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No new cases in China to clean Venice waters — the latest on COVID-19

From new research on coronavirus to how other countries are coping, ThePrint brings you top developments from across the world.

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New Delhi: The coronavirus is now assuming pandemic proportions but the heartening news is that China, the epicentre of the outbreak, has reported no new infection for the first time. 

The outbreak is in its Stage 2 in India, according to the Indian Council of Medical Research (ICMR), while Russia has recorded its first victim. Elsewhere, the lockdown in Italy has meant that Venetians have finally been able to see clear waters in their canals while a new research paper has warned that those with chronic digestive problems are the most vulnerable.   

ThePrint brings you the five latest developments across the world in view of the COVID-19 outbreak.   

Also read: By failing to scale up testing coronavirus, India may have lost crucial time

China reports no new local infection

For the first time since the coronavirus infections broke out in Wuhan, China has reported no new local infections —reaching a major milestone in the battle against viral outbreak.

This even as countries such as Italy, Iran and the US continue to grapple with the pandemic, with over 2.2 lakh people infected across the world and over 8,000 deaths.

Experts, however, warn that the crisis is not yet over for the country as a second wave of infections could occur. 

Russia records first death from COVID-19 

A 79-year-old woman with coronavirus and other underlying health issues died from pneumonia in Russia, becoming the country’s first confirmed death resulting from the global pandemic, according to media reports. 

The country has largely avoided the spread of the pandemic, with just 147 people reported to be infected so far. Russia’s first coronavirus case was reported earlier this month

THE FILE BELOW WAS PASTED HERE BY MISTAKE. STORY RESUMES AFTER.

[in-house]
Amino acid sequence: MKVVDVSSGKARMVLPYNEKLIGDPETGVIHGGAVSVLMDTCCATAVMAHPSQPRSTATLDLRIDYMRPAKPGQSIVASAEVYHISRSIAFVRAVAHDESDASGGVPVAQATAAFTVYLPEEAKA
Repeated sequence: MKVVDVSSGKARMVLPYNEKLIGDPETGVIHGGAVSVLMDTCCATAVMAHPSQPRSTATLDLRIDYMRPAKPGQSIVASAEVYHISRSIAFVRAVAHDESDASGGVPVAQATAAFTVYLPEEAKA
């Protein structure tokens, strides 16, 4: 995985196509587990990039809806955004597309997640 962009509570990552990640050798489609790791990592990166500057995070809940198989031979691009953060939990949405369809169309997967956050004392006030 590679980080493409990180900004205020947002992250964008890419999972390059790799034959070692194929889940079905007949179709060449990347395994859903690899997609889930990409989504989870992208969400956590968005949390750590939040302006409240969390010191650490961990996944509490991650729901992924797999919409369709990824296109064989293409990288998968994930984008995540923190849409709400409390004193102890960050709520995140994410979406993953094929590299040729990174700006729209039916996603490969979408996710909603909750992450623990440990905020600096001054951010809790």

Venetians see clear waters for the first time

Amid the lockdown in Italy in the wake of the coronavirus pandemic, Venice saw clear waters in its canals, transparent enough to locate fish.

The lockdown in Italy has reduced the traffic of ferry-boats, motor boats and big ships both in the Venice lagoon and in the city canals, according to media reports. 

Venetians used to swim in the lagoon water several decades ago but intensified boat traffic in the canals and giant commercial ships have prevented people from taking a dip in these waters in recent times. 

Patients with chronic digestive conditions vulnerable  

A new research paper by researchers at the Icahn School of Medicine in Mount Sinai, warns that patients with chronic digestive conditions such as inflammatory bowel disease (IBD) need to take extra precautions against the novel coronavirus spread.

Researchers warn that such patients take immuno-suppression drugs, which puts them at a higher risk of death from the novel coronavirus. 

The paper also urges gastroenterologists to use personal protective equipment during endoscopy as the gastrointestinal tract may be a potential route of the coronavirus infection. 

Also read: What is comorbidity — the factor that likely led to 3 COVID-19 deaths in India

Physicists to study how COVID-19 behaves in different conditions

Researchers at the University of Utah have received funding from the US National Science Foundation (NSF) to study how the novel coronavirus behaves in different conditions such as air-conditioned offices.

The physicists will create individual synthetic coronavirus particles without a genome, making the virus incapable of infection or replication. The team will test how the structure of the coronavirus withstands changes in humidity and temperature, and under what conditions the virus falls apart.

“We’re making a faithful replica of the virus packaging that holds everything together. The idea is to figure out what makes this virus fall apart, what makes it tick, what makes it die,” said Michael Vershinin, assistant professor at the university said in a statement.  

Also read: Is COVID-19 a biological weapon and can neem or hot bath prevent it? Fact-checking 24 claims



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